2019 Retrospective: A Blog Miscellany
Best wishes to you and yours for a Happy, Healthy and Successful 2020 and the decade thereafter from me, Antoine Vanner.
Many thanks for your support and for the enjoyable discussions that my writing has so often triggered.
2019 was a busy year in the Dawlish Chronicles front, including publication of the eighth novel in the series – Britannia’s Innocent – not to mention a new free short story and over eighty blog articles (some divided over two or three postings). In case you’ve missed any I’ve selected a dozen of my personal favourites and hope that you’ll enjoy them if you missed them first time around, and may even enjoy them if it’s for a second! Here they are – click on each title to read the article
The small scale attack by a small Royal Navy force on enemy gunboats at the East Friesan Island of Norderney in 1811 was a desperate action straight out of the pages of naval fiction. This article tells about an unusual aspect of the naval war against Napoleon. It also has a sad postscript that relates to the British-American conflict of the War of 1812.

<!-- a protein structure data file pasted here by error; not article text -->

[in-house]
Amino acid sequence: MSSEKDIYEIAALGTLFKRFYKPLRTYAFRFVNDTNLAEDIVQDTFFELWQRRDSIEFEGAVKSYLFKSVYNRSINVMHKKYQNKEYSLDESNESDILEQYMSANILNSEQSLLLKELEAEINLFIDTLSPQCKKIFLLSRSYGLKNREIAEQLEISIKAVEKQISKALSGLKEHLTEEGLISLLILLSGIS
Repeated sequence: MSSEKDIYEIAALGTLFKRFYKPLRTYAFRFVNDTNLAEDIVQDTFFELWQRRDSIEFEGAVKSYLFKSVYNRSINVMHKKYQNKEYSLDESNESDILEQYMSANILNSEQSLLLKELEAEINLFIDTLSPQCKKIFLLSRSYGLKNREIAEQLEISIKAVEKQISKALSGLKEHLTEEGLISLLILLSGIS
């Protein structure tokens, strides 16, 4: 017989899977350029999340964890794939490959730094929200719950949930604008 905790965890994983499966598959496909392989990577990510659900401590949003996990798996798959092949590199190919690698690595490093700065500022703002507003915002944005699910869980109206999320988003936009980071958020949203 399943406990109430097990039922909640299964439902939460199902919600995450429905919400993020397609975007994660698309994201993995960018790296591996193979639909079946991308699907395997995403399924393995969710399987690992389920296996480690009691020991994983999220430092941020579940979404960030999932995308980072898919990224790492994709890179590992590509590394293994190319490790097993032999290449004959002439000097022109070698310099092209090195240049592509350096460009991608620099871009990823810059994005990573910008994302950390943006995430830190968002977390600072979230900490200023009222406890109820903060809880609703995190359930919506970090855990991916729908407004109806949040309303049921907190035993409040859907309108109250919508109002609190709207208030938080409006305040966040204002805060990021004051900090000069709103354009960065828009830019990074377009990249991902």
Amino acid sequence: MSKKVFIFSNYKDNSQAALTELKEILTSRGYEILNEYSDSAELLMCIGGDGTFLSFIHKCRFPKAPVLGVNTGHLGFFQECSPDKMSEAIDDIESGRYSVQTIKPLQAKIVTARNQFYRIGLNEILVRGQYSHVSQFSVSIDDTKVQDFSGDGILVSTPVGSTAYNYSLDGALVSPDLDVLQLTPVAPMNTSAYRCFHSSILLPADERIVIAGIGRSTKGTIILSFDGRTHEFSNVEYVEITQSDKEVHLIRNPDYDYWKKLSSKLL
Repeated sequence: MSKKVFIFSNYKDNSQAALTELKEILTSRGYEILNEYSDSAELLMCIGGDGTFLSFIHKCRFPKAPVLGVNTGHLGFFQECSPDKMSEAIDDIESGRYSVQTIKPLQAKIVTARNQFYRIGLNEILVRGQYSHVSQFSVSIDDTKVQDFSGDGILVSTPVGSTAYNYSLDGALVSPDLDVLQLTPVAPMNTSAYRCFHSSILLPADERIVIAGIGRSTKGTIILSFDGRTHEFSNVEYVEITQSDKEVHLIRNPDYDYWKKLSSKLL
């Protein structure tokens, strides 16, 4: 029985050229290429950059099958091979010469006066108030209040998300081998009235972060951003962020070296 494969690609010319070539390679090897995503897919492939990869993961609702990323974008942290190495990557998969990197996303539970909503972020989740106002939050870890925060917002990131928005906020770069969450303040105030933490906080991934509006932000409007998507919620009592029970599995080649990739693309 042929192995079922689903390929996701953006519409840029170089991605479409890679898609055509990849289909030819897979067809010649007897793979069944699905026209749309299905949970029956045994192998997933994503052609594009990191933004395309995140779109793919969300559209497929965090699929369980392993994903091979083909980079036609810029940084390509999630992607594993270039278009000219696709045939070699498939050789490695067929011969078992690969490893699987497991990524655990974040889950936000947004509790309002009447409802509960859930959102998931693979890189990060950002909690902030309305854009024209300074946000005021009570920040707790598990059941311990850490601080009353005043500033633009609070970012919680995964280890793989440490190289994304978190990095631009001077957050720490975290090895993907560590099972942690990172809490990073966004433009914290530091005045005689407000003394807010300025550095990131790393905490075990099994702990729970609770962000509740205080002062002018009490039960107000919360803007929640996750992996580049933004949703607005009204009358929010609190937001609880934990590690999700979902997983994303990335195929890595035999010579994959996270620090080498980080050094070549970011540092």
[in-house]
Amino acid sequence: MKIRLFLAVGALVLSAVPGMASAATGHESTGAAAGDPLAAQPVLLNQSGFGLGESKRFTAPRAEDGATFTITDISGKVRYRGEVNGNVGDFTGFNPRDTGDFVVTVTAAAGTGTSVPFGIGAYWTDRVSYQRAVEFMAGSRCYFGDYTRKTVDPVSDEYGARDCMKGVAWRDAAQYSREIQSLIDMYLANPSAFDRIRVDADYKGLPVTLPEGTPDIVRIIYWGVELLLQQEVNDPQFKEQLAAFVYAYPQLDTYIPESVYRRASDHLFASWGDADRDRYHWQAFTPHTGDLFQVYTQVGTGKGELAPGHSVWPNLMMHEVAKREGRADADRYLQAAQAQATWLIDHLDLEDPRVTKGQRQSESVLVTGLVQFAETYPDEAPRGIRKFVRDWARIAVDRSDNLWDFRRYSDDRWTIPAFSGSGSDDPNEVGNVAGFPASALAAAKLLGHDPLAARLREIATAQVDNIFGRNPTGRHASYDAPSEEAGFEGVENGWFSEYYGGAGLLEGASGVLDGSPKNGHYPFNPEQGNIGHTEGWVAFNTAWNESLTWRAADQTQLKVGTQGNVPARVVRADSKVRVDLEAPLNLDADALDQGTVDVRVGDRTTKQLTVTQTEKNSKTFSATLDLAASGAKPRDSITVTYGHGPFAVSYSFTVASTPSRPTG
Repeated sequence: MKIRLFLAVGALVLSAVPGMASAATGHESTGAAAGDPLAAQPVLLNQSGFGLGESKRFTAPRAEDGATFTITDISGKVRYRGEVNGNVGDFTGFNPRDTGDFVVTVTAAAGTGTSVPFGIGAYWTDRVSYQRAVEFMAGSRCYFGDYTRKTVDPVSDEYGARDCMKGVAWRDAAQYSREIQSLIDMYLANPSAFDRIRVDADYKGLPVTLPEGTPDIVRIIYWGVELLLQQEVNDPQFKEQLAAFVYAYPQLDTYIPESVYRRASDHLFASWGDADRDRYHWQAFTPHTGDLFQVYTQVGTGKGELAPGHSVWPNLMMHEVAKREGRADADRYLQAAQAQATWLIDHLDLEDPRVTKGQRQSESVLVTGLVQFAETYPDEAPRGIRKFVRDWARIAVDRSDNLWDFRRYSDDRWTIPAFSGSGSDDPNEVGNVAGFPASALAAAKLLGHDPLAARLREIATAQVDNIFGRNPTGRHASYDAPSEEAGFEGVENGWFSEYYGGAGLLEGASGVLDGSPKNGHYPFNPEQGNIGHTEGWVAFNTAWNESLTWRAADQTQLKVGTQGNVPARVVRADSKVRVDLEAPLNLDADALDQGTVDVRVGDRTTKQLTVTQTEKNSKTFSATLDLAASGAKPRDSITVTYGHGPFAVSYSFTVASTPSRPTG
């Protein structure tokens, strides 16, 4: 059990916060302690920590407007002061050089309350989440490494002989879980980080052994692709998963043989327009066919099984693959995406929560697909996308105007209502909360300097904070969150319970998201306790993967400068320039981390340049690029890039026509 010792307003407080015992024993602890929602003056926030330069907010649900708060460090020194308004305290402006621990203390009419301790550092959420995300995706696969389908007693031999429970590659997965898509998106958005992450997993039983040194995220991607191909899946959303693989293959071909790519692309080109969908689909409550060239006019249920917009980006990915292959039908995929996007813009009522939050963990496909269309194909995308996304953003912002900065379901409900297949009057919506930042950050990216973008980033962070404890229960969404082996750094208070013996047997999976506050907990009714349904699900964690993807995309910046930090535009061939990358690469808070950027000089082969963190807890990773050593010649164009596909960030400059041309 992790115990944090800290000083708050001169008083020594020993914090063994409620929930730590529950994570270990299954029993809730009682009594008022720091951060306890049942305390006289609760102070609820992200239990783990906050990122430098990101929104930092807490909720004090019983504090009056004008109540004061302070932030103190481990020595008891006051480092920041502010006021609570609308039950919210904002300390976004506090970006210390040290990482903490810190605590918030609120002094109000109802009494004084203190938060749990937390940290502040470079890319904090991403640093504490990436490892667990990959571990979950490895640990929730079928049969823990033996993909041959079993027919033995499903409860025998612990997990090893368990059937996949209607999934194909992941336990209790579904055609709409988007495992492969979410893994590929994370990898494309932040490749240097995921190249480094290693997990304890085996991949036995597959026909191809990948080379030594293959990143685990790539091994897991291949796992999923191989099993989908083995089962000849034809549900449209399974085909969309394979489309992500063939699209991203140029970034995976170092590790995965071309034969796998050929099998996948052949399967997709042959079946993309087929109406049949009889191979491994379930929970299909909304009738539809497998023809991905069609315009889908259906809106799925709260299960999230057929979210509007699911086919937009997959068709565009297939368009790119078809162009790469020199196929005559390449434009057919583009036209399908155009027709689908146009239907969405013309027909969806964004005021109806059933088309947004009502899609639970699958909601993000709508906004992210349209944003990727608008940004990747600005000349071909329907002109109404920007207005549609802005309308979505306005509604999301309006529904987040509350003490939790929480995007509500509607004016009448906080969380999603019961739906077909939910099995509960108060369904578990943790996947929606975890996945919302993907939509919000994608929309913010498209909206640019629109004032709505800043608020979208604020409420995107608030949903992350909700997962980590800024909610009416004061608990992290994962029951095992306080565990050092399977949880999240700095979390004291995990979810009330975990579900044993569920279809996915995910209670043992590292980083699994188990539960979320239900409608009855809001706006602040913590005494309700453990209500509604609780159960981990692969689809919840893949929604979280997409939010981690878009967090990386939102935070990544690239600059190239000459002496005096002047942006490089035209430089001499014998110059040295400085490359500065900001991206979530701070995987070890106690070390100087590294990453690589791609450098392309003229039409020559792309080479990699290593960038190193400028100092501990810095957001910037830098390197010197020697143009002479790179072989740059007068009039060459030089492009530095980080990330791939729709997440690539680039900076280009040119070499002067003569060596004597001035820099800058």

July 1863 was recognised both at the time and afterwards as the turning point of the American Civil War. Long and bitter fighting still lay ahead but the Union victory at Gettysburg in the first three days of the month, and the surrender of the Confederate fortress of Vicksburg in the 4th, ensured that the nation would ultimately be reunited. But in this same month, and on the far side of the world, an American warship was to fight the nation’s first battle with a foe which would become even more significant later….
In 1780 the “Carronade”, a short smoothbore cast iron cannon, represented the cutting edge of contemporary weapons technology. Its introduction was to change the nature of warfare in the Age of Fighting Sail. The first demonstration of its potential was to occur in 1780 when the Royal Navy’s 36-gun frigate Flora encountered the French 36-gun frigate Nymphe…
Britain’s Fleet Arm Museum at Yeovilton, Somerset, has a splendid collection not only of naval aircraft but of models of aircraft carriers from the earliest days. Two from the World War I period, HMS Ark Royal and HMS Argus, represent extreme ends of the spectrum of development that occurred in such a short time. Both proved of value in evolution of equipment, operations procedures and tactics, and went on to give valuable service in World War II. This article describes them and is illustrated with photographs taken in the museum.